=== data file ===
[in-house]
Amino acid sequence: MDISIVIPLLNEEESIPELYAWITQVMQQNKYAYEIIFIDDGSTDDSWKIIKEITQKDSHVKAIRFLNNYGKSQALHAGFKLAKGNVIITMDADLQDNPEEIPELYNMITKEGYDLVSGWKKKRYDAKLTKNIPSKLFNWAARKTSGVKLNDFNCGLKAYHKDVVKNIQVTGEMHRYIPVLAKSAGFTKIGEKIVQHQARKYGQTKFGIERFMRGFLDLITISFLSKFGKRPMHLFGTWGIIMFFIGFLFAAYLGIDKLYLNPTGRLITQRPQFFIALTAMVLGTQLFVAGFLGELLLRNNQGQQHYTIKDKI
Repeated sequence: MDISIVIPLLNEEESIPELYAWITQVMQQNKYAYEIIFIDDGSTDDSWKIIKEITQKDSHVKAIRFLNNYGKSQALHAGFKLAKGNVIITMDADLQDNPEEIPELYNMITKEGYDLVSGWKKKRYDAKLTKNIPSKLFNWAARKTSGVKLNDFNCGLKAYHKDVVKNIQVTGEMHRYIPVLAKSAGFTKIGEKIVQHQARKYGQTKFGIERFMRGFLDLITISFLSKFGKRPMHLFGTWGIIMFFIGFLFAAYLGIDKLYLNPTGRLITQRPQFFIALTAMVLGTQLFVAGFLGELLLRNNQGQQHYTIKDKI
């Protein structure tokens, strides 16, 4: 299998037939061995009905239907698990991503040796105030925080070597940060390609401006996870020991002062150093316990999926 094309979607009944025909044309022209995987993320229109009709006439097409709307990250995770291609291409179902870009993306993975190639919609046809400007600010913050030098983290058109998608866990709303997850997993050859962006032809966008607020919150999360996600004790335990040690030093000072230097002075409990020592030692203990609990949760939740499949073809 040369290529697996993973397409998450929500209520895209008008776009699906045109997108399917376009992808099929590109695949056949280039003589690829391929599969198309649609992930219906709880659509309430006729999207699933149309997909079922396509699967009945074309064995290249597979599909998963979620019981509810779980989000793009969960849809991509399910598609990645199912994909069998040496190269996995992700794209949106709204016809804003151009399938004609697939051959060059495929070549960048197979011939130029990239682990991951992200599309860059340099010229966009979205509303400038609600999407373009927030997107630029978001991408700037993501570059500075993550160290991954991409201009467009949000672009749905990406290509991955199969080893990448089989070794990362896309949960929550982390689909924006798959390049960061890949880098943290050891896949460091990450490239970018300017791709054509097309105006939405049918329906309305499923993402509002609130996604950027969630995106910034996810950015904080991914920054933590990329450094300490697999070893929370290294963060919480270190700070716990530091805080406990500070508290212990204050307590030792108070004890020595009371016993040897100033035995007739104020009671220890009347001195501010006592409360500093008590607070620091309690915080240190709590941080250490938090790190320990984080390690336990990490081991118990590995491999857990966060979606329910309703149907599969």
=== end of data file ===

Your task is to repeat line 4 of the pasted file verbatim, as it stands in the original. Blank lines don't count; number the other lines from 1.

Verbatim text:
């Protein structure tokens, strides 16, 4: 299998037939061995009905239907698990991503040796105030925080070597940060390609401006996870020991002062150093316990999926 094309979607009944025909044309022209995987993320229109009709006439097409709307990250995770291609291409179902870009993306993975190639919609046809400007600010913050030098983290058109998608866990709303997850997993050859962006032809966008607020919150999360996600004790335990040690030093000072230097002075409990020592030692203990609990949760939740499949073809 040369290529697996993973397409998450929500209520895209008008776009699906045109997108399917376009992808099929590109695949056949280039003589690829391929599969198309649609992930219906709880659509309430006729999207699933149309997909079922396509699967009945074309064995290249597979599909998963979620019981509810779980989000793009969960849809991509399910598609990645199912994909069998040496190269996995992700794209949106709204016809804003151009399938004609697939051959060059495929070549960048197979011939130029990239682990991951992200599309860059340099010229966009979205509303400038609600999407373009927030997107630029978001991408700037993501570059500075993550160290991954991409201009467009949000672009749905990406290509991955199969080893990448089989070794990362896309949960929550982390689909924006798959390049960061890949880098943290050891896949460091990450490239970018300017791709054509097309105006939405049918329906309305499923993402509002609130996604950027969630995106910034996810950015904080991914920054933590990329450094300490697999070893929370290294963060919480270190700070716990530091805080406990500070508290212990204050307590030792108070004890020595009371016993040897100033035995007739104020009671220890009347001195501010006592409360500093008590607070620091309690915080240190709590941080250490938090790190320990984080390690336990990490081991118990590995491999857990966060979606329910309703149907599969």